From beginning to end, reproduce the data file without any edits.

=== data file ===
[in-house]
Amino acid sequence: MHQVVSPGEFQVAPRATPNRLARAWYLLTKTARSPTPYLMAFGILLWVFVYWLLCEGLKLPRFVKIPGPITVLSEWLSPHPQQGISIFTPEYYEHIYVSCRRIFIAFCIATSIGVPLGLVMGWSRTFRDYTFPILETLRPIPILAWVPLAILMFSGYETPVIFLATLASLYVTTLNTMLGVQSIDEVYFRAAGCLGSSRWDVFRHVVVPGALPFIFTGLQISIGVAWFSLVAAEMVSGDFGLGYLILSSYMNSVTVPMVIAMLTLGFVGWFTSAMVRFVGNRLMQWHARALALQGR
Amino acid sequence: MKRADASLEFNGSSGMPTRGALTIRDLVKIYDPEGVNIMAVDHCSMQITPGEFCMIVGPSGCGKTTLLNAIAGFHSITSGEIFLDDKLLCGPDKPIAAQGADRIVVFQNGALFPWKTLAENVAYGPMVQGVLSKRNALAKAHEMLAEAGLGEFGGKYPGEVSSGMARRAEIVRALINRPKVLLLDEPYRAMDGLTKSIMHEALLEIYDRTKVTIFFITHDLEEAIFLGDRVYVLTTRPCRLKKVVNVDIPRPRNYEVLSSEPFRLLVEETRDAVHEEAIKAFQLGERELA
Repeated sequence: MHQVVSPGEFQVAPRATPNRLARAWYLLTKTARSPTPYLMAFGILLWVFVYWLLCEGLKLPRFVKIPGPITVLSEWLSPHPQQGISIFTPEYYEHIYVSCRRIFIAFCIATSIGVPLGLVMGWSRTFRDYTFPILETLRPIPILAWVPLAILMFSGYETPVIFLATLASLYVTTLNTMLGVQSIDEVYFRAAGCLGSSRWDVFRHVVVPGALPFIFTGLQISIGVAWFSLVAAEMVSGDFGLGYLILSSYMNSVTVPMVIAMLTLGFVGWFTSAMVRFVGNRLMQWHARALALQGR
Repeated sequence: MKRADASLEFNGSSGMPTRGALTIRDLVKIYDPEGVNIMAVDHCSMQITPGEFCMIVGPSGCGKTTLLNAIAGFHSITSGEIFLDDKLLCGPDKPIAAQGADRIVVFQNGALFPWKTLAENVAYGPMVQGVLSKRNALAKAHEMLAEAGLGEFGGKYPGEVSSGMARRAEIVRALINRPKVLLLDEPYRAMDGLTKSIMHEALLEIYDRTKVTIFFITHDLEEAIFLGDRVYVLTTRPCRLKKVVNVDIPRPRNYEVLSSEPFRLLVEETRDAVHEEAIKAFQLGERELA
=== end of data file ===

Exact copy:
[in-house]
Amino acid sequence: MHQVVSPGEFQVAPRATPNRLARAWYLLTKTARSPTPYLMAFGILLWVFVYWLLCEGLKLPRFVKIPGPITVLSEWLSPHPQQGISIFTPEYYEHIYVSCRRIFIAFCIATSIGVPLGLVMGWSRTFRDYTFPILETLRPIPILAWVPLAILMFSGYETPVIFLATLASLYVTTLNTMLGVQSIDEVYFRAAGCLGSSRWDVFRHVVVPGALPFIFTGLQISIGVAWFSLVAAEMVSGDFGLGYLILSSYMNSVTVPMVIAMLTLGFVGWFTSAMVRFVGNRLMQWHARALALQGR
Amino acid sequence: MKRADASLEFNGSSGMPTRGALTIRDLVKIYDPEGVNIMAVDHCSMQITPGEFCMIVGPSGCGKTTLLNAIAGFHSITSGEIFLDDKLLCGPDKPIAAQGADRIVVFQNGALFPWKTLAENVAYGPMVQGVLSKRNALAKAHEMLAEAGLGEFGGKYPGEVSSGMARRAEIVRALINRPKVLLLDEPYRAMDGLTKSIMHEALLEIYDRTKVTIFFITHDLEEAIFLGDRVYVLTTRPCRLKKVVNVDIPRPRNYEVLSSEPFRLLVEETRDAVHEEAIKAFQLGERELA
Repeated sequence: MHQVVSPGEFQVAPRATPNRLARAWYLLTKTARSPTPYLMAFGILLWVFVYWLLCEGLKLPRFVKIPGPITVLSEWLSPHPQQGISIFTPEYYEHIYVSCRRIFIAFCIATSIGVPLGLVMGWSRTFRDYTFPILETLRPIPILAWVPLAILMFSGYETPVIFLATLASLYVTTLNTMLGVQSIDEVYFRAAGCLGSSRWDVFRHVVVPGALPFIFTGLQISIGVAWFSLVAAEMVSGDFGLGYLILSSYMNSVTVPMVIAMLTLGFVGWFTSAMVRFVGNRLMQWHARALALQGR
Repeated sequence: MKRADASLEFNGSSGMPTRGALTIRDLVKIYDPEGVNIMAVDHCSMQITPGEFCMIVGPSGCGKTTLLNAIAGFHSITSGEIFLDDKLLCGPDKPIAAQGADRIVVFQNGALFPWKTLAENVAYGPMVQGVLSKRNALAKAHEMLAEAGLGEFGGKYPGEVSSGMARRAEIVRALINRPKVLLLDEPYRAMDGLTKSIMHEALLEIYDRTKVTIFFITHDLEEAIFLGDRVYVLTTRPCRLKKVVNVDIPRPRNYEVLSSEPFRLLVEETRDAVHEEAIKAFQLGERELA